Morning business round-up: Facebook raises share price
What made the business news in Asia and Europe this morning? Here's our daily business round-up:
Facebook has raised the price at which it hopes to sell its shares this week from $28-$35 to $34-$38, potentially putting its total value above $100bn (£62.2bn).
The company said strong demand had pushed it higher.
A valuation at this level would make it worth more than the US corporate giants Disney, Ford and Kraft Foods.
Elsewhere, the crisis in the eurozone continues to pre-occupy global investors.
Shares in Asia fell after Monday's falls in Europe and the US, with investors seeking less risky assets because of the political turmoil in Greece.
Japan's Nikkei 225 index closed down 0.8% at 8,900.74, while South Korea's Kospi was down 0.77% to 1,898.96.
But later there was better news. The eurozone narrowly avoided returning to recession after recording zero growth in the first three months of the year, according to official figures.
In the final quarter of 2011, the eurozone had shrunk by 0.3%, and many analysts had expected further contraction.
However, the overall figure masked big differences between member countries. The German economy recorded stronger-than-expected growth of 0.5%, but the French economy recorded zero growth while the Italian economy contracted by 0.8%.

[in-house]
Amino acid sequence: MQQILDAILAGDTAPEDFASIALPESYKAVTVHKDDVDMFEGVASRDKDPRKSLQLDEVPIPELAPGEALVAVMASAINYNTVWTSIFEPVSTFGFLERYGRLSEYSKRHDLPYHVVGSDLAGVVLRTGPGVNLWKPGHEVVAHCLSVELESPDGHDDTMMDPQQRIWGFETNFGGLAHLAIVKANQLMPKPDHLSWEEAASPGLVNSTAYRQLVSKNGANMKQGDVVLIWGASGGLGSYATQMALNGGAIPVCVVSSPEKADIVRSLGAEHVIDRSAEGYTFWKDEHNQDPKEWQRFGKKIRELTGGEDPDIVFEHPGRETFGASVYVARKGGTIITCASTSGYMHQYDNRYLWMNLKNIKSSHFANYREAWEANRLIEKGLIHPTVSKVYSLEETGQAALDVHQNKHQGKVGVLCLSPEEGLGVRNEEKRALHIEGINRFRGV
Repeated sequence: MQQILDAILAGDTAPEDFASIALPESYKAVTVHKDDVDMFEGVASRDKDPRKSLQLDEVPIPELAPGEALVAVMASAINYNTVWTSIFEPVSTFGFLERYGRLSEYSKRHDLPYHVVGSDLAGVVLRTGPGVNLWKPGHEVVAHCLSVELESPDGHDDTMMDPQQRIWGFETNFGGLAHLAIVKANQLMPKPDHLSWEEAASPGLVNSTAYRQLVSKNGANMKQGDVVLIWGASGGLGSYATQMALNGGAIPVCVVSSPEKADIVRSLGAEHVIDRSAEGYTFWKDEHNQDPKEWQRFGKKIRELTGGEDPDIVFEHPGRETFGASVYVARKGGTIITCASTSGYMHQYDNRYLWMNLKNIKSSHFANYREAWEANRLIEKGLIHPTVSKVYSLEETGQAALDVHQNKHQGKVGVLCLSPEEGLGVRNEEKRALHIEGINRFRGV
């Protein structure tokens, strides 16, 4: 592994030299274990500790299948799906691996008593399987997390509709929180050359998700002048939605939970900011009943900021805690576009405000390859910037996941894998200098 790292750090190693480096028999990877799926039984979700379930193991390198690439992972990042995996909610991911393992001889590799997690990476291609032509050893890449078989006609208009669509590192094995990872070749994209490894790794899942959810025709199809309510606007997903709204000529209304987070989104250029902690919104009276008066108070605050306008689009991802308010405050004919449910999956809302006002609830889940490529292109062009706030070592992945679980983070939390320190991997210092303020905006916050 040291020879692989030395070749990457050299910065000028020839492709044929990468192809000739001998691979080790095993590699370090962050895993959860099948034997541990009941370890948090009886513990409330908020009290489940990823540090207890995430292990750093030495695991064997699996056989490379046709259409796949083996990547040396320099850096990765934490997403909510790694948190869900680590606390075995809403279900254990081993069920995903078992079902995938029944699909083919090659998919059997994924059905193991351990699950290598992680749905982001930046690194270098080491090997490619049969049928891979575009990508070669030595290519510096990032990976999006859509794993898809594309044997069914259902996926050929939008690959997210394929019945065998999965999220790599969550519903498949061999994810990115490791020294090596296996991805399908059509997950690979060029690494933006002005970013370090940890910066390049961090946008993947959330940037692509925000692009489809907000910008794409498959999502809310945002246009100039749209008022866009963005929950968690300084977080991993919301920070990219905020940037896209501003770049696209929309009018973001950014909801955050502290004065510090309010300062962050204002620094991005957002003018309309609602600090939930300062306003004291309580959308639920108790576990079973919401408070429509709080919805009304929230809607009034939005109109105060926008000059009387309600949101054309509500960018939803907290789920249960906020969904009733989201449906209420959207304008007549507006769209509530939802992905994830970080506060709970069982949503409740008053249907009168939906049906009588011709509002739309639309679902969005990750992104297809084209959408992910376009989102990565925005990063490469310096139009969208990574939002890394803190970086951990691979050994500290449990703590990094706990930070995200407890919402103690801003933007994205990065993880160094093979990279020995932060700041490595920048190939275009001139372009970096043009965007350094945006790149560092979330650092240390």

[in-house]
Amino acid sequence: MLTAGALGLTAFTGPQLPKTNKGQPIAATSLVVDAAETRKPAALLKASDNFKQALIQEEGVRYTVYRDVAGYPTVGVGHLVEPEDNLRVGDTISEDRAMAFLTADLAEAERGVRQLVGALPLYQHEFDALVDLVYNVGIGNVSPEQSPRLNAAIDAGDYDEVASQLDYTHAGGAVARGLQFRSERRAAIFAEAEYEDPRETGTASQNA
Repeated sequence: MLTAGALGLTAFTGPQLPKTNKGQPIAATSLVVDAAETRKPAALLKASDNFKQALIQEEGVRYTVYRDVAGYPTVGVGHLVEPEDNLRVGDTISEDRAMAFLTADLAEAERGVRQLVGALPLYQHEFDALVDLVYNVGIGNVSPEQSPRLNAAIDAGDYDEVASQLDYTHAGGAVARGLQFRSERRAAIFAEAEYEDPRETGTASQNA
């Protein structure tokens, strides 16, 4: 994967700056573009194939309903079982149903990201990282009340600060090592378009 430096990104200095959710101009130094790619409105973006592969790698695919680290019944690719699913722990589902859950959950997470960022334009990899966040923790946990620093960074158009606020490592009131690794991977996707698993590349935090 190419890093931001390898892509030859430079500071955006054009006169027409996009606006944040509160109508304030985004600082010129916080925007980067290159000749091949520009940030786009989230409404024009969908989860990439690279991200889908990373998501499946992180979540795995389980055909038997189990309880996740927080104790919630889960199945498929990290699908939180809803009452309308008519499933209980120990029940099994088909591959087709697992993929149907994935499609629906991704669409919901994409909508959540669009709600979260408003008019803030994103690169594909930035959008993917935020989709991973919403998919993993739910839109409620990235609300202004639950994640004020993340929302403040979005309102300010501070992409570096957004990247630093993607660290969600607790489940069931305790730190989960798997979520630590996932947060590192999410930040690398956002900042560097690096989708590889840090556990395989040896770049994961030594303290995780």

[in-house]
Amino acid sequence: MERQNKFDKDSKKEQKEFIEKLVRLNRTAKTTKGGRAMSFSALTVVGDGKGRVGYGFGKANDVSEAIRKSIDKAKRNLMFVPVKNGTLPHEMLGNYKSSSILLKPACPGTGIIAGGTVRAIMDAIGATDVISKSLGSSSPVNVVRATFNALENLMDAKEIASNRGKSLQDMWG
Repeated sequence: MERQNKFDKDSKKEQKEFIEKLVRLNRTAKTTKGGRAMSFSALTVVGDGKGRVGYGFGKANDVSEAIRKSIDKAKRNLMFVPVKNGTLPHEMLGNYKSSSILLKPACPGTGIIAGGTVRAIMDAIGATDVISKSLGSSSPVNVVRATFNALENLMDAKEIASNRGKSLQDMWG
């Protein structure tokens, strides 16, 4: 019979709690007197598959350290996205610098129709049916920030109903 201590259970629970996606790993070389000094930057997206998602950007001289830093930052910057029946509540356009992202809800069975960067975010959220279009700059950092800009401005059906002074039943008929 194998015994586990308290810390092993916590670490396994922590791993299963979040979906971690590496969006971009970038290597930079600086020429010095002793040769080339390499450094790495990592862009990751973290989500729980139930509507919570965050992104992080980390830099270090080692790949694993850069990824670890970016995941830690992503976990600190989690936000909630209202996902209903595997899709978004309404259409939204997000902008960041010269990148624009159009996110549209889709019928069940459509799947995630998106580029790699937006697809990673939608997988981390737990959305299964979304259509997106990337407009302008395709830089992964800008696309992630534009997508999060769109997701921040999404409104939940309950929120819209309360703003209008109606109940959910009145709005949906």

Figures from China showed that foreign direct investment fell in April for a sixth straight month.
Investment fell 0.7% from a year earlier to $8.4bn (£5.2bn), said the Ministry of Commerce in Beijing. In March investment had dropped by 6.1%.
A ministry spokesman said the fall was partly because of the lacklustre global economy
Data released last week also indicated that China's economy is slowing.
The UK's trade deficit narrowed in March, driven in particular by stronger exports to the US, China and Russia, official figures have shown.
The seasonally adjusted trade deficit in goods and services was £2.7bn, against £2.9bn the month before, the Office for National Statistics said.
Car exports in March were worth £200m more than the previous month.
The deficit on seasonally adjusted trade in goods was £8.6bn in March, unchanged on February.
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